Geography[edit]

According to the United States Census Bureau, the borough had a total area of 3.364 square miles (8.715 km2), including 3.334 square miles (8.636 km2) of land and 0.030 square miles (0.079 km2) of water (0.90%).[1][2]

Unincorporated communities, localities and place names located partially or completely within the borough include Goffle, North Hawthorne and Van Winkle.[22]

The borough borders North Haledon, Paterson and Prospect Park in Passaic County; and Fair Lawn, Glen Rock and Ridgewood in Bergen County.[23]

Demographics[edit]

Historical population
Census Pop.
1900 2,096
1910 3,400 62.2%
1920 5,135 51.0%
1930 11,868 131.1%
1940 12,610 6.3%
1950 14,816 17.5%
1960 17,735 19.7%
1970 19,173 8.1%
1980 18,200 −5.1%
1990 17,084 −6.1%
2000 18,218 6.6%
2010 18,791 3.1%
Est. 2014 19,048 [11][24] 1.4%
Population sources: 1900-1920[25]
1900-1910[26] 1900-1930[27]
1930-1990[28] 2000[29][30] 2010[8][9][10]

2010 Census[edit]

At the 2010 United States Census, there were 18,791 people, 7,454 households, and 4,949 families residing in the borough. The population density was 5,635.3 per square mile (2,175.8/km2). There were 7,756 housing units at an average density of 2,326.0 per square mile (898.1/km2). The racial makeup of the borough was 88.62% (16,652) White, 2.27% (426) Black or African American, 0.21% (40) Native American, 2.82% (530) Asian, 0.00% (0) Pacific Islander, 4.28% (804) from other races, and 1.80% (339) from two or more races. Hispanics or Latinos of any race were 15.42% (2,897) of the population.[8]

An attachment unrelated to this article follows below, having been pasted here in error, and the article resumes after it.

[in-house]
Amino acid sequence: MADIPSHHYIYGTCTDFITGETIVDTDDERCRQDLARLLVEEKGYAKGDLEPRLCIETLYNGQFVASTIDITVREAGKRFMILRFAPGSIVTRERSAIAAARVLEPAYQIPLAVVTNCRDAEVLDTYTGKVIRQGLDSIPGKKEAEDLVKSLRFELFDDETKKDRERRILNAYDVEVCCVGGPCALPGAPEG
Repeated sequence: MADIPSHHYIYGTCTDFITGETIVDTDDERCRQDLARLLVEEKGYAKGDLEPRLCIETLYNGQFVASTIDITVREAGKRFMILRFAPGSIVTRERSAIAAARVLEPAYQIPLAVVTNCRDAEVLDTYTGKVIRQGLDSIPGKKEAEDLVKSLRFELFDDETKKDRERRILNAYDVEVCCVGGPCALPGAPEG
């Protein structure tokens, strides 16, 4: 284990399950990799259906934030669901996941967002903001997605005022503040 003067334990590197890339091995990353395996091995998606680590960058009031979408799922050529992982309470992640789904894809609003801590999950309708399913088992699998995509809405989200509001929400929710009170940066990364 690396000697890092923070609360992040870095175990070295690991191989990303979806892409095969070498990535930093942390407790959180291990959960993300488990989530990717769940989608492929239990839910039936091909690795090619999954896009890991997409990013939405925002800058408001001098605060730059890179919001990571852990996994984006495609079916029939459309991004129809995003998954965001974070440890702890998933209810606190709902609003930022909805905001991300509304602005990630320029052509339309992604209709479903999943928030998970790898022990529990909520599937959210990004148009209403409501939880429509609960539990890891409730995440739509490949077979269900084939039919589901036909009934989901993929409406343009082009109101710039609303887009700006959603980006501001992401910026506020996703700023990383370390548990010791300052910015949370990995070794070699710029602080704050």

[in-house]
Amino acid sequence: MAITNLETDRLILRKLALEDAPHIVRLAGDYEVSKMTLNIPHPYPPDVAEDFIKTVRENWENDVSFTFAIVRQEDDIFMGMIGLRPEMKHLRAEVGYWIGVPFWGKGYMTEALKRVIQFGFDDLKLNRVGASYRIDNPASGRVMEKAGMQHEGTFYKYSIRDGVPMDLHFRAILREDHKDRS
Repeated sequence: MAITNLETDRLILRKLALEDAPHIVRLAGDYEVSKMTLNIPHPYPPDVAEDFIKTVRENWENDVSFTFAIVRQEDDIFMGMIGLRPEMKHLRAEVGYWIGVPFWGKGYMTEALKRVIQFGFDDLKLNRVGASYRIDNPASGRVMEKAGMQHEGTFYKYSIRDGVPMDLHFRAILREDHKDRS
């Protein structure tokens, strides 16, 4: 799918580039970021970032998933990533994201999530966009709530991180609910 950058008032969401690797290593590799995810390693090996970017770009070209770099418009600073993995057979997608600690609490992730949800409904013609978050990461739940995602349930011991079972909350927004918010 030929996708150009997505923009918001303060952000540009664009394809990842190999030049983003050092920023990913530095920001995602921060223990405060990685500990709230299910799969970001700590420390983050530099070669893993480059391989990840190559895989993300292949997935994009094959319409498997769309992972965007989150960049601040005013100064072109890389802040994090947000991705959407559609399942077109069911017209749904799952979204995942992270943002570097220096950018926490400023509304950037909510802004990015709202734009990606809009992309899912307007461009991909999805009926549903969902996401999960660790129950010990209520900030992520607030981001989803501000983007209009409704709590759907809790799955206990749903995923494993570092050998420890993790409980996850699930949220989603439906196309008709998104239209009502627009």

There were 7,454 households, of which 29.5% had children under the age of 18 living with them, 50.7% were married couples living together, 11.4% had a female householder with no husband present, and 33.6% were non-families. 27.6% of all households were made up of individuals, and 11.1% had someone living alone who was 65 years of age or older. The average household size was 2.52 and the average family size was 3.12.[8]

In the borough, 21.4% of the population were under the age of 18, 7.3% from 18 to 24, 28.6% from 25 to 44, 28.3% from 45 to 64, and 14.4% who were 65 years of age or older. The median age was 40.2 years. For every 100 females there were 92.7 males. For every 100 females age 18 and over, there were 89.4 males.[8]